If you, like me, compulsively watch Paris Hilton’s documentaries out of a grudgingly respectful fascination, it’s not new information that Paris Hilton is actually a genius.
She turned a new genre, reality tv, into a bankable brand based on a character entirely of her own creation. Years ago, in Paris, Not France she revealed that she puts on a baby voice and acts like an idiot to fuel the press obsession around being a heiress/socialite.
Like the Kardashian empire she spawned, the only reason we don’t take her seriously as a businesswoman is because she trades on the shallowest forms of female empowerment and the somewhat regressive notions of womanhood. The “Paris Hilton Brand” is a cloud of pink perfection bouncing around exotic locations and DJ-ing for worldwide raves. She is undeniably a pioneer in personal branding and leveraging fame into a viable business.
So when This is Paris came out, promising to be “real”, I half expected a documentary that focused on her business pursuits.
The movie does catalog her long hours and demanding travel schedule and it’s the first time we get to see the ambition that drives her brand. More importantly, it sheds light on why someone would sacrifice themselves to constantly play a character for a living. She reveals that she wears her ditzy party girl persona as armor, a way to mask the trauma under the surface. For the first time, we hear revelations of the abuse she experienced at reform schools that she was sent to like Provo Canyon and the deep mistrust that her parents’ actions fostered.
Her Serena Vander Woodsen-esque plight is described in the backdrop of lavish apartments, underscoring the privileged upbringing that tends to dry up our sympathy. But frankly, it’s on us as the audience to overcome our envy and look at the real person.
The doc touches on how we as a society have been complicit in her trauma with the things we did know about. It’s hard not to feel bad that it became a national obsession to ridicule a young teenager as Paris points out how disturbing that sex tape we make fun of actually is.
Today, if we found out a creepy older boyfriend released a sex tape without his 19-year-old girlfriend’s consent, we would insist the sleazeball was jailed, not shaming his teenage victim. In many ways, her persona plays because of the defaults in our society, where women are objects of consumption. Since we don’t judge them with any nuance or compassion, it makes sense that she chose to offer up a shallow character so we didn’t feed on her true self.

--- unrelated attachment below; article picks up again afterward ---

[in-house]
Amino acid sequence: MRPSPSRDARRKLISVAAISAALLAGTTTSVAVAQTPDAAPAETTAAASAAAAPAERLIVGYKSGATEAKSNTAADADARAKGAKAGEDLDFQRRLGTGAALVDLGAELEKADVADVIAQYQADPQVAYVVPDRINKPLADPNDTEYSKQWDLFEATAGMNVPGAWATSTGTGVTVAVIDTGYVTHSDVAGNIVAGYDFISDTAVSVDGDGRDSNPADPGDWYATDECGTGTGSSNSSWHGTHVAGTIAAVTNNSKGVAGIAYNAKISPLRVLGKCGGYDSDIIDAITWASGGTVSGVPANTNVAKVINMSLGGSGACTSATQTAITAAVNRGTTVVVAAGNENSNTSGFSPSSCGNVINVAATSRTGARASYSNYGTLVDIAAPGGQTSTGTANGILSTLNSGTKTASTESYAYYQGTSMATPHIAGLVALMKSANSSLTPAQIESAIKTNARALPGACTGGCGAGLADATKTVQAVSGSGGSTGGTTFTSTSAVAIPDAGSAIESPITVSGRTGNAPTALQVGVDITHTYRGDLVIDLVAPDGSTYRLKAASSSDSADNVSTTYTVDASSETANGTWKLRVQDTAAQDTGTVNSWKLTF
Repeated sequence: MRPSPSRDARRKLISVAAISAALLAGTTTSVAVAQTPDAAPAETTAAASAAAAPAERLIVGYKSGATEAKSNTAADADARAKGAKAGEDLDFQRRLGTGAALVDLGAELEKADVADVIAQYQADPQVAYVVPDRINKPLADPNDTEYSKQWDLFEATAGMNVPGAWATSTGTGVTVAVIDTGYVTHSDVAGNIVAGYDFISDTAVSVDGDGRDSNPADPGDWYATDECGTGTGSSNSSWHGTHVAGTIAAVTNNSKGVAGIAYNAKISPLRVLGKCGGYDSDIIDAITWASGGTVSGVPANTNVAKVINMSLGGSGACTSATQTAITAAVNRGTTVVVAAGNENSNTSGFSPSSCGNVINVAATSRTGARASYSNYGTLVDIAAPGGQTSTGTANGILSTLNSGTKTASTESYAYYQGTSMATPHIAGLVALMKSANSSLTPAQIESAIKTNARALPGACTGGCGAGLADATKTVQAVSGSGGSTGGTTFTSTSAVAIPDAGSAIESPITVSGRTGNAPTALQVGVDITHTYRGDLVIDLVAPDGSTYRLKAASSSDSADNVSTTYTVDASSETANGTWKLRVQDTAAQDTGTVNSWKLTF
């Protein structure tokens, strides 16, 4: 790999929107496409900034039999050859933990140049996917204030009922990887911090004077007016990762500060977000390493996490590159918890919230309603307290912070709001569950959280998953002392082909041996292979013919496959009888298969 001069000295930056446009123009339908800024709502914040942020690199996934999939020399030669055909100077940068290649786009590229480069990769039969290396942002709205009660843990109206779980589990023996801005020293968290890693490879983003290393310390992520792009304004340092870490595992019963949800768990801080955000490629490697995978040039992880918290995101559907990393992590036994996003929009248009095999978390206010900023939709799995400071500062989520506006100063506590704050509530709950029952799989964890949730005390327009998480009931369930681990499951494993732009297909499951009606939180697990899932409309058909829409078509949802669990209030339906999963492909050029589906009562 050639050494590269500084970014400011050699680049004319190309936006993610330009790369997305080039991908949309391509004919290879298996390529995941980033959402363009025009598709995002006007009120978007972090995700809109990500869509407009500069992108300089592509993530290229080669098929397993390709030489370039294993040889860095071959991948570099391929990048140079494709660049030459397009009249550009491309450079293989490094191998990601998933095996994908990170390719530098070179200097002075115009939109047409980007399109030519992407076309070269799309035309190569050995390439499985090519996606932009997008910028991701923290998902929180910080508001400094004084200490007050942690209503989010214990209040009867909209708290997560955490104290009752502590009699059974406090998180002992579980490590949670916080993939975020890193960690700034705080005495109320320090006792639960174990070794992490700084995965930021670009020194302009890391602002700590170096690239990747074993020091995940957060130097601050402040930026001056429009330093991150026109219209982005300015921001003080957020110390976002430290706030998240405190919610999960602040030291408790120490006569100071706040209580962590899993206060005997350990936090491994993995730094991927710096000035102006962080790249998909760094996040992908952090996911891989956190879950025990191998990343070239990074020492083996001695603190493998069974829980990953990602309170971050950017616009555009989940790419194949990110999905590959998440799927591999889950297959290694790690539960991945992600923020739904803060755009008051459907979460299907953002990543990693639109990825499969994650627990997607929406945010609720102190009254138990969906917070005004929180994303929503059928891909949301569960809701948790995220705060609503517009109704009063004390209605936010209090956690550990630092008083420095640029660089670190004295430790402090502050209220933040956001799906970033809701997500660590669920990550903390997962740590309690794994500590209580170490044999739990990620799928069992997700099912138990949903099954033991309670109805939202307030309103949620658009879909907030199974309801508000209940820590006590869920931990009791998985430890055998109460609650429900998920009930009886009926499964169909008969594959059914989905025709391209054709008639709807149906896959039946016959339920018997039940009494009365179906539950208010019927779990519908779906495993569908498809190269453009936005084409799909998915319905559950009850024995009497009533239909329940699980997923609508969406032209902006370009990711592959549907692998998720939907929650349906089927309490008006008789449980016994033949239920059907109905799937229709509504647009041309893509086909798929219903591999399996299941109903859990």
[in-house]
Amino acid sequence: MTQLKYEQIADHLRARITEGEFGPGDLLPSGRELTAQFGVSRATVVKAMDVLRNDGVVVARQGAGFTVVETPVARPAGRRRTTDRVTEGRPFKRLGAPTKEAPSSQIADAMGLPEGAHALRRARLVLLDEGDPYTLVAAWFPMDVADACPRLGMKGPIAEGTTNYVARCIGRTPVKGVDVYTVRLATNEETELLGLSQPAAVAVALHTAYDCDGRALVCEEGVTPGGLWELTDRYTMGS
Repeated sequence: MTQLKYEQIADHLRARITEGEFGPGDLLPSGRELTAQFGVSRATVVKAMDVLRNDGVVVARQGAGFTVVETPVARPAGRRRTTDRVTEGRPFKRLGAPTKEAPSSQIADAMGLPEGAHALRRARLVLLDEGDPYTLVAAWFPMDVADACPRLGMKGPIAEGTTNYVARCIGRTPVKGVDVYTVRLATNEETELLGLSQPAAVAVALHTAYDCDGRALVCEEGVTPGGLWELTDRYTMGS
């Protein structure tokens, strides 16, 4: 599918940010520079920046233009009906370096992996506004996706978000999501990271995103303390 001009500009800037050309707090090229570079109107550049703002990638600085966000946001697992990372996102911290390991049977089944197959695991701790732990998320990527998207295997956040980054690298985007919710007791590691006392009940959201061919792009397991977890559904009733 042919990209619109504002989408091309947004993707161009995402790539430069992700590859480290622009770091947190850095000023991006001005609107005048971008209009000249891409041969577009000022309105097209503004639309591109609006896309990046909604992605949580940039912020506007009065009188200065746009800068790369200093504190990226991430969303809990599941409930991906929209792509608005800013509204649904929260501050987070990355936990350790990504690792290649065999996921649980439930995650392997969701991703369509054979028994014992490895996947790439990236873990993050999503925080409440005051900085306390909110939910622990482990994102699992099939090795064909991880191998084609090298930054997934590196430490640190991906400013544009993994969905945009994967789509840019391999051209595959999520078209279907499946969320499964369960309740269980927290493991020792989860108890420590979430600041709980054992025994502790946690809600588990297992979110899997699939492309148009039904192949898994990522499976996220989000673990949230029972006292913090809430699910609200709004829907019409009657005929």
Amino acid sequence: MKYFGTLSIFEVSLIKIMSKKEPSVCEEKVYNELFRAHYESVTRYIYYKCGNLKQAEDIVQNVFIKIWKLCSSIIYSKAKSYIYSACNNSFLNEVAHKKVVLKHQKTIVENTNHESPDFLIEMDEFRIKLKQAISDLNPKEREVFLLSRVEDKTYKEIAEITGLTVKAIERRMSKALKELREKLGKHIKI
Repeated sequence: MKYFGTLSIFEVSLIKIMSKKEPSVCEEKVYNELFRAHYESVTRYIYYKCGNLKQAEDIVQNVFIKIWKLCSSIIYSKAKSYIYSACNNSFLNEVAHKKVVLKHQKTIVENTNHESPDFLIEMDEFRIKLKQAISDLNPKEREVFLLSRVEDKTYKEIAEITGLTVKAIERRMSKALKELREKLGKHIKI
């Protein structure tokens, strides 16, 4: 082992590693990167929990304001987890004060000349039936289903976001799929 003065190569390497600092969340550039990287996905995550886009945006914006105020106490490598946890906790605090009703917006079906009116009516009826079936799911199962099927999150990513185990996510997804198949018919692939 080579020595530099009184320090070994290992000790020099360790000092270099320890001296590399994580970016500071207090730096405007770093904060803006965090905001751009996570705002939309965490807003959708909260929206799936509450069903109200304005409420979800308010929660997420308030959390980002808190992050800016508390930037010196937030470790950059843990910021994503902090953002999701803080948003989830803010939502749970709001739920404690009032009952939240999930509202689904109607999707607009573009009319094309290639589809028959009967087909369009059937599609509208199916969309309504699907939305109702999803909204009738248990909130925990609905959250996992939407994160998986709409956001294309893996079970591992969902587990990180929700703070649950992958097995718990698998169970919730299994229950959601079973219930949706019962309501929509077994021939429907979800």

The documentary also draws an interestingly subtle line behind the frozen perfection of her mom and Paris’ cultivated brand. The Hilton pressure for perfection is palpable on-screen and we get a glimpse of how each member of the family participates.
Her father’s outright refusal to be filmed and her sister Nicky Hilton’s obvious discomfort with being interviewed reveal a family reluctance to openly deal with the imperfections in their home life.
The clear dominating force behind this pressure is her mother. Any fan of the RHOBH knows that Kathy Hilton inherited this perfection-oriented notion of womanhood from her mother. Paris admits her mom still treats her like she’s 12 and there are many moments where Paris refers to her mom’s old school quest for perfection in her childhood. She’s clearly the kind of person who brushes the messy bits under the rug to project perfection.
It doesn’t feel new for “proper ladies” to present a shallow, likable facade to the rest of the world and pretend to be happy. Paris even mentions that her grandmother would refer to her as Grace Kelly, the archetype of remote perfection.
In many ways, the Instagram filter women feel pressured to put on their lives is just a reinvention of society’s sexist demands for perfection that ignores difficulties in lives. We are just starting to come to a place where famous women peel away facades and actually discuss their mental health, trauma, and ugliness in their lives.
The Paris we see in the documentary falls just short of being relatable as it becomes clear she has not yet managed to overcome the frozen perfection instilled in childhood. We spend so much time with Paris in intimate spaces — in the hotel rooms where she gets ready, at home — without reaching real intimacy. Many times it feels like she’s making deep observations about someone else, rather than confessing to the camera.
While surveying her closet, she admits, “when I look around it’s a f**king cartoon” and that all of her clothes are no more than “stuff for a character I made.”
But she says this in the most detached way and it epitomizes that she’s clearly still working on public vulnerability. It’s a deep confession, but I strained to feel how that realization was affecting Paris. She cries, but she quickly brushes away the tear and I get the sense that she pulls herself back. The only time she lets the frozen exterior fully drop is when her asshole boyfriend ruins the biggest moment of her DJ-ing career.
This final layer of control helps underscore how damaging the public gaze really is. It makes me think that if we were a better audience, Paris would feel free to allow more of herself to seep into her brand. Perhaps this documentary is an attempt to push the faux reality she created towards a healthier place for its stars to be their full selves.
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Ayo is a writer and producer based in Brooklyn, but proudly from the Midwest. When she’s not agonizng over applying to grad school, she is working on her first podcast, I Think I Read This Somewhere